How Do You Define Sustainability?

| Sep 5, 2019 | BY Seth Lennon

Argentina’s economy has been volatile over the last few decades—the country has still not made good on its international debts following the 2001 economic crisis.

Faced with increasing inflation and decreasing economic production, President Cristina Kirchner this year introduced new tariffs designed to protect domestic industry and save workers’ jobs. However, her economic policies have skewed on the protectionist side for years now.

Since 2008, Argentina has continued to expand the products that require licensing to include laptops, machines, toys, textiles and footwear. As of May 2012, the nation has import licenses on 608 categories of products and companies may wait up to six months to gain approval to import.

In April, Argentina’s government appropriated the YPF unit of Spanish oil giant Repsol (The New York Times).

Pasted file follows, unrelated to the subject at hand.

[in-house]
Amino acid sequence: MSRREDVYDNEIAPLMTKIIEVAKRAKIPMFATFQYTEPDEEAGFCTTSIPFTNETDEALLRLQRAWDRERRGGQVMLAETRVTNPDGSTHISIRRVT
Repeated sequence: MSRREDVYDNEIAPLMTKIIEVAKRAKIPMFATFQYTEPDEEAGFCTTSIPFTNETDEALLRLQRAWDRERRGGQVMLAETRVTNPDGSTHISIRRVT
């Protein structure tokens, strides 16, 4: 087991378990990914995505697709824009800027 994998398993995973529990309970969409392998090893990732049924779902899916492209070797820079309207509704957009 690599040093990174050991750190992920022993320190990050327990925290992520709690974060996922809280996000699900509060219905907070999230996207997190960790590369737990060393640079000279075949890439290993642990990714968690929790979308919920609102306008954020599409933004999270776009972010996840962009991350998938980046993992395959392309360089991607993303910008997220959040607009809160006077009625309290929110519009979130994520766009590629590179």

In July 2012, imported capital products that compete against domestic producers will face a 14 percent tariff and those that do not have a domestic substitute will be levied a 2 percent tariff. (NASDAQ)

Overall, the country continues to make it difficult for private companies to do business, which is hurting the nation’s investment climate.

Argentina’s protectionist trade measures are upsetting its international allies and trading partners. And the international community has not sat silent in response—with both the European Union and World Trade Organization (WTO) challenging the South American nation’s unwise moves.

On May 25, 2012, the United States, European Union, Australia, Israel, Japan, South Korea, New Zealand, Norway, Panama, Switzerland, Taiwan, Thailand and Turkey, issued a statement requesting Argentina remove or end “import restrictive measures and practices,” or provide explanation why the policies do not conflict with WTO rules.

The statement expressed “continuing and deepening concerns regarding the nature and application of trade-restrictive measures taken by Argentina.” The WTO members say that the measures are negatively impacting imports into Argentina for multiple nations and request that Argentina take steps to address their concerns. (EUBusiness)

It remains to be seen how President Kirchner and the Argentine government will respond but the country appears to be continuing down its chosen economic path of import restriction and substitution.

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Seth Lennon